Panel rejects deal settling Navajo, Hopi land feud

By John Christian Hopkins
Diné Bureau

WINDOW ROCK The Government Services Committee narrowly rejected an agreement Monday aimed at settling the Navajo-Hopi land feud.

GSC members Orlanda Smith-Hodge and Mel Begay expressed concern that the pact under consideration lacked any supporting resolutions from the chapters affected by the proposed settlement.

Delegate Duane Tsinigine, who sponsored the legislation, along with Deputy Attorney General Harrison Tsosie and Chief Legislative Counsel Ray Etcitty said there only two alternatives: negotiate an agreement or continue litigation.

The main thing to consider is that no land ownership will change hands and no Navajo families will be relocated, Tsosie said. The pact basically spells out that both Navajo and Hopi will respect each other's traditional religious practices and the right to practice them without interference, he added.

The Hopi filed suit in 1974 against the Navajo seeking half of a seven-million acre tract that the tribe claimed was its homeland. In 1992 the District Court ruled the Hopi were entitled to only 62,000 additional acres.

The Hopi appealed the decision, this time arguing that some of their religious shrines and sacred sites were located on Navajo. In 1994, the Appellate Court upheld the earlier decision regarding the land claim, but noted that some religious issues remained unresolved.

Negotiating a settlement with Hopi was the best option, Etcitty said. He told the committee up front that he lived in Jedditto, within the disputed Bennett Freeze area. By negotiating, the tribes retain control over the outcome. If it continues in litigation "some white Anglo court judge, sitting in Phoenix, will make the decision," Etcitty said.

It would be even more costly to continue the litigation, Tsinigine said.

The key elements of the proposed settlement are:

  • No land changes ownership;
  • Future monetary claims are waived;
  • The Bennett Freeze would end;
  • Litigation ends;
  • Both tribes maintain access to religious sites on the other's land;
  • Enforcement of settlement provisions would be by arbitration.

Basically, each side gives a little under the agreement, Tsosie said.

The question is what did Navajo gain by the compromise, asked GSC Chairman Ervin Keeswood Sr. It appears that Hopi got more out of it, he said. For example, Hopi are allowed to come to eagle nests on Navajo and take 18 eaglets a year, while Navajo are only allowed 12, Keeswood noted.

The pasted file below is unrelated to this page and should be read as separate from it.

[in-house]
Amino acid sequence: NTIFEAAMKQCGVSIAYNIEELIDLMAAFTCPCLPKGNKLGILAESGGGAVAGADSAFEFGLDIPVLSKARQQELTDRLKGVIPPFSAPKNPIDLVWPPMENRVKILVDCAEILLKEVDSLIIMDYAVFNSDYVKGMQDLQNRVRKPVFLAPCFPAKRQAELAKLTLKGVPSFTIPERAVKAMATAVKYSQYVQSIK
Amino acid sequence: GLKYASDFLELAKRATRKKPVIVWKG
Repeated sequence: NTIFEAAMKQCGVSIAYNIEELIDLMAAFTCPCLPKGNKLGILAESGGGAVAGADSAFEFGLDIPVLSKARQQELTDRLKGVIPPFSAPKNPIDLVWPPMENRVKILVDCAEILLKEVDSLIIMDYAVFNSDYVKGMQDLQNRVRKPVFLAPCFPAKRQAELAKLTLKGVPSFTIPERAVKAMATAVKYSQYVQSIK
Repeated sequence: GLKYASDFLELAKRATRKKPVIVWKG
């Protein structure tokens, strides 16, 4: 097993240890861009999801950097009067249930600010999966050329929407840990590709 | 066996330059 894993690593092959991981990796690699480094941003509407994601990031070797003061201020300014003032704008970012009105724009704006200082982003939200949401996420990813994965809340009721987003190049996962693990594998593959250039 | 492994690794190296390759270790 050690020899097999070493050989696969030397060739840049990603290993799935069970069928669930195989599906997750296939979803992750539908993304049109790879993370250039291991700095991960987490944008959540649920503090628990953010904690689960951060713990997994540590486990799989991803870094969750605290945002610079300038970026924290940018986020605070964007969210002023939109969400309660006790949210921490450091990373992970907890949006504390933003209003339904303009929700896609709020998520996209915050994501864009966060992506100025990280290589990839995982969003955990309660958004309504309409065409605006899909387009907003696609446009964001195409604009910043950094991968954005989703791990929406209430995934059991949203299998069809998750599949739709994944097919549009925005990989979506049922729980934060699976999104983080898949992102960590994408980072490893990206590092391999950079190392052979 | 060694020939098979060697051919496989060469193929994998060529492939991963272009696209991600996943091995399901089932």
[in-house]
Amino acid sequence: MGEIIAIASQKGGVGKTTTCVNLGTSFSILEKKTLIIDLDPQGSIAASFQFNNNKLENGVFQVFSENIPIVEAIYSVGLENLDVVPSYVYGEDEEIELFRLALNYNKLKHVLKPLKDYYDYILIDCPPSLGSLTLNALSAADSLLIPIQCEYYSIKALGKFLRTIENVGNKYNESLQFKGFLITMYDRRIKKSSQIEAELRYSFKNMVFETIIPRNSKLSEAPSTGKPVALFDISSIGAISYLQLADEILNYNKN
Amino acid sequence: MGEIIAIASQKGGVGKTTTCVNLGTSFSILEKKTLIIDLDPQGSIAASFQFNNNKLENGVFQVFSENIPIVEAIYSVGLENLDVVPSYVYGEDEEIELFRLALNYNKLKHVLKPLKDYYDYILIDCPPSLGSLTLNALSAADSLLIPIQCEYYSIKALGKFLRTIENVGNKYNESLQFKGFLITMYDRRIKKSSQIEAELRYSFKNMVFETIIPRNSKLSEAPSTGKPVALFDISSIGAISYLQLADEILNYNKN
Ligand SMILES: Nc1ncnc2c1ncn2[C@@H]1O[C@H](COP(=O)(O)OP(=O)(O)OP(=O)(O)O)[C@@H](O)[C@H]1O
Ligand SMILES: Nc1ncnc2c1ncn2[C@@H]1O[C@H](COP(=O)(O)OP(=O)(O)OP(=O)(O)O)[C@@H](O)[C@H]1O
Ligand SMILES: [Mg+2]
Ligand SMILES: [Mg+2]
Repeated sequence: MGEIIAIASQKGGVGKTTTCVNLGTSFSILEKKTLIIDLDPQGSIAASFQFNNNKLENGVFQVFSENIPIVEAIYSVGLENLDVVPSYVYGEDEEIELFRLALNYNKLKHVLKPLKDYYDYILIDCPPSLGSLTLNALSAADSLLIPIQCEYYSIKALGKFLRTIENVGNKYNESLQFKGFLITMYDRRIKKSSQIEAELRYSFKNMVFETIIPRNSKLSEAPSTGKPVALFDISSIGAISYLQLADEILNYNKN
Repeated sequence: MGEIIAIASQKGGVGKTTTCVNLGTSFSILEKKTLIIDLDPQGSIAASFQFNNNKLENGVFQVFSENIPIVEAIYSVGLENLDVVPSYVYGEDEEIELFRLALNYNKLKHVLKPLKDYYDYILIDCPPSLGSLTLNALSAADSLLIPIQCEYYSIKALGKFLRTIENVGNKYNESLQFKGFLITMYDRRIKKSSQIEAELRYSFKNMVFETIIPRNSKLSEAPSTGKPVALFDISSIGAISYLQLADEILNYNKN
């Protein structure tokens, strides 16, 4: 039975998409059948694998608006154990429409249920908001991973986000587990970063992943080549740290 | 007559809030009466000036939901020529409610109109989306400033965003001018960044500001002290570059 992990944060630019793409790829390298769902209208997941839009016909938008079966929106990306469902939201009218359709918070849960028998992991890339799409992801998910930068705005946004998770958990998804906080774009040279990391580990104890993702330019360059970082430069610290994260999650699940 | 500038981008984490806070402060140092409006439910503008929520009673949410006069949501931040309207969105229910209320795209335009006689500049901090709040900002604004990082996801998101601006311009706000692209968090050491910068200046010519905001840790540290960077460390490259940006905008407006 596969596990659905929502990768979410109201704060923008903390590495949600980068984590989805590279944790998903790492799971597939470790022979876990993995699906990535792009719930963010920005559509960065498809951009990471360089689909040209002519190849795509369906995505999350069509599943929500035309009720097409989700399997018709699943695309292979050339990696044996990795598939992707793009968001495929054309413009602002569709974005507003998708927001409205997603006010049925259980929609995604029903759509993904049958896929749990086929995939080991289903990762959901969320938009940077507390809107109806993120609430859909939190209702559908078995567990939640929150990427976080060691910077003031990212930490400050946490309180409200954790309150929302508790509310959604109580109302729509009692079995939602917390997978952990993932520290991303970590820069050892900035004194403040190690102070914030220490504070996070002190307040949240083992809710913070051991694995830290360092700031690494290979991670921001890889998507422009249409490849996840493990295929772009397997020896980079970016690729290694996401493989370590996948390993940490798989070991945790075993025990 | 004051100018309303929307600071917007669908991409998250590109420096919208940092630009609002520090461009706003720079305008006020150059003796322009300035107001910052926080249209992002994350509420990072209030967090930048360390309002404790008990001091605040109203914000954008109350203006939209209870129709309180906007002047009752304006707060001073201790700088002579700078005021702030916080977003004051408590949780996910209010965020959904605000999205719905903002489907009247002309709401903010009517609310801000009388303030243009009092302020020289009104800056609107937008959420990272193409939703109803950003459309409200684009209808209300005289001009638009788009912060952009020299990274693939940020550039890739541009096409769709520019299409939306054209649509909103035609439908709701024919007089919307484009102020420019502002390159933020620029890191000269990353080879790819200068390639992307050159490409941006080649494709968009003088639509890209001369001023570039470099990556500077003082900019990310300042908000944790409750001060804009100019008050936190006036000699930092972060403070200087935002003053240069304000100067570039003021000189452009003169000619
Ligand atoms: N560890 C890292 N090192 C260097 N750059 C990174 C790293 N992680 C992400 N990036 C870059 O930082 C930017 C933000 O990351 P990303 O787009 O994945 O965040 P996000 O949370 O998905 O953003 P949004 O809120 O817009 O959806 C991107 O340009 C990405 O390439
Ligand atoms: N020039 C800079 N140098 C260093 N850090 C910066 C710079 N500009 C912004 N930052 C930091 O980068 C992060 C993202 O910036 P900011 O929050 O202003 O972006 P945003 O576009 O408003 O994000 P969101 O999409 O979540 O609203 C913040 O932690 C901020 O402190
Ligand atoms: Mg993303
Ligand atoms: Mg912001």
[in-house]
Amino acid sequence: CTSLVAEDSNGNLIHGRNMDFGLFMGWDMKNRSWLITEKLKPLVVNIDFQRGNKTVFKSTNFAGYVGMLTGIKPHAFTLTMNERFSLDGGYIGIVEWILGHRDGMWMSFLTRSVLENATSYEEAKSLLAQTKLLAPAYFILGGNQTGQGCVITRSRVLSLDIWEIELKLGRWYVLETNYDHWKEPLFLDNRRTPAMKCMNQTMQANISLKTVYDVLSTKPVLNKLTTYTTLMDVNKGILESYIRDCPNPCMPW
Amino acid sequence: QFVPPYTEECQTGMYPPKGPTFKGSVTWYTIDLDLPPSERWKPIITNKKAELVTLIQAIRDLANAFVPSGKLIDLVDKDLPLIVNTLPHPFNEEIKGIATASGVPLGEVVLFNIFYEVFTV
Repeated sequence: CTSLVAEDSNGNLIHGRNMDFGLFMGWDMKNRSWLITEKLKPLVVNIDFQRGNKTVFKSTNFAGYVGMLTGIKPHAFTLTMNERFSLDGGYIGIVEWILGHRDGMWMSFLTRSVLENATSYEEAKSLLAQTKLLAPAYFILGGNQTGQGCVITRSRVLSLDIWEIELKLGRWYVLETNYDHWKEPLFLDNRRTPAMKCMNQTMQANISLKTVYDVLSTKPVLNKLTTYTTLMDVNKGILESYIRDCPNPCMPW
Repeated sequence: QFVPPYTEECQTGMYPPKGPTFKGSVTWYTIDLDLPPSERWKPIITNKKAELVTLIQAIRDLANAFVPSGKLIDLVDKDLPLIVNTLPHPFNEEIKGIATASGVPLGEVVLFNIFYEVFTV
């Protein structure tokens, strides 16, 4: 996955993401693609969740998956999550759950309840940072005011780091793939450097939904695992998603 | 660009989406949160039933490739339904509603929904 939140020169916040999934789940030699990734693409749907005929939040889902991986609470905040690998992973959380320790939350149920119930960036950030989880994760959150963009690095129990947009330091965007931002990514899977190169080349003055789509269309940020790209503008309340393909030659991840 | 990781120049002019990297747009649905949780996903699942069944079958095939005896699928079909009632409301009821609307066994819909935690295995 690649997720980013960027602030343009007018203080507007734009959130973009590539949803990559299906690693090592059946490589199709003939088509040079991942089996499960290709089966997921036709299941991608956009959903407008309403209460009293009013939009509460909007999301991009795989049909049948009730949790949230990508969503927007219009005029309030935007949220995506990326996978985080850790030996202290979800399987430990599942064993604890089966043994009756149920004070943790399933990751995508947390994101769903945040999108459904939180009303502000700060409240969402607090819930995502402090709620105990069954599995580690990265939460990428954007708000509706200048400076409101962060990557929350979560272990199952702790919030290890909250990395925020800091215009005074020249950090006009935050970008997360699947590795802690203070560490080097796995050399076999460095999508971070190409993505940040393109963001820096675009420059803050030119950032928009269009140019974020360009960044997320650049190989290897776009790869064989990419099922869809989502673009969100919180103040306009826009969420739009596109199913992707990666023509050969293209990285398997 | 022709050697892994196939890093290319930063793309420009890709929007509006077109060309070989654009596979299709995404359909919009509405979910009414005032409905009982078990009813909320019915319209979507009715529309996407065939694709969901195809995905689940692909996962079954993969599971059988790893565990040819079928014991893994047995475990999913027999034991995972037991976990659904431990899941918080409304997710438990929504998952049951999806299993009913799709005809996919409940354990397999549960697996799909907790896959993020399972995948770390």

Navajo retains ownership of the land, Tsosie said. Also Hopi can only collect "fledgling golden eagles and hawks" at specific sites addressed in the pact, Tsosie explained. In return, Navajos will get access to springs and sites on Hopi, he added. Religious sites for both tribes contain an 800-foot easement, or right of way, Tsosie said.

The U.S. Fish and Wildlife Agency will issue permits for the collection of eaglets, Etcitty said. Basically, "the Hopi didn't trust us and we didn't trust them" as far as monitoring eagle collections, Etcitty said.

The negotiators met with representatives from the Medicine Man's Association before agreeing to that provision, Tsosie said.

"The eagles were more important to the Hopi, while Navajos wanted access to the springs and the right to take some of the water," Tsosie said. "It's a good settlement."

The steps to end the long-time feud begin with both tribal councils approving the pact, Tsosie said. Then the Secretary of the Interior would have to sign off on it, before it goes back to the court, where the judge must also agree.

A final more symbolic step would then have the Congress accept the compact and lift the Bennett Freeze, Tsosie said. But once the judge signs off the settlement goes into effect whether Congress acts on it or not, Tsosie explained.

"If the Hopi don't approve, or the Navajo doesn't, then where are we at?" asked GSC member Leo R. Begay. "Probably back in litigation; and there would probably be no settlement in our lifetimes."

Keeswood asked if this compact was the final agreement, or if the Navajo Nation Council could still make changes.

"The council could make changes, but the Hopi probably wouldn't like it," Etcitty said.

Any attempt to alter the settlement now would result in an end to negotiations, Tsosie said.

The compact refers to "traditional" religious ceremonies, Tsosie noted. For example, he said, a Navajo couldn't go on Hopi for a Sun Dance.

"The Sun Dance isn't one of our tradition ceremonies," he said. "It's a Lakota tradition."

But squabbling over just what is traditional is still a possibility, Etcitty said. Some Navajos would insist that peyote is a traditional practice, while others would disagree, he said.

But this settlement is the best possible solution, Etcitty said.

"This is the closest we've been to a settlement in 12 years," Etcitty said.

GSC voted against the pact, 3-2.

With a special council session set for Friday, Tsinigine is pushing to get this compromise on the agenda.

 

originally found at the Gallup Independent, 23 August 2006

        


Reprinted as an historical reference document under the Fair Use doctrine of international copyright law. http://www4.law.cornell.edu/uscode/17/107.html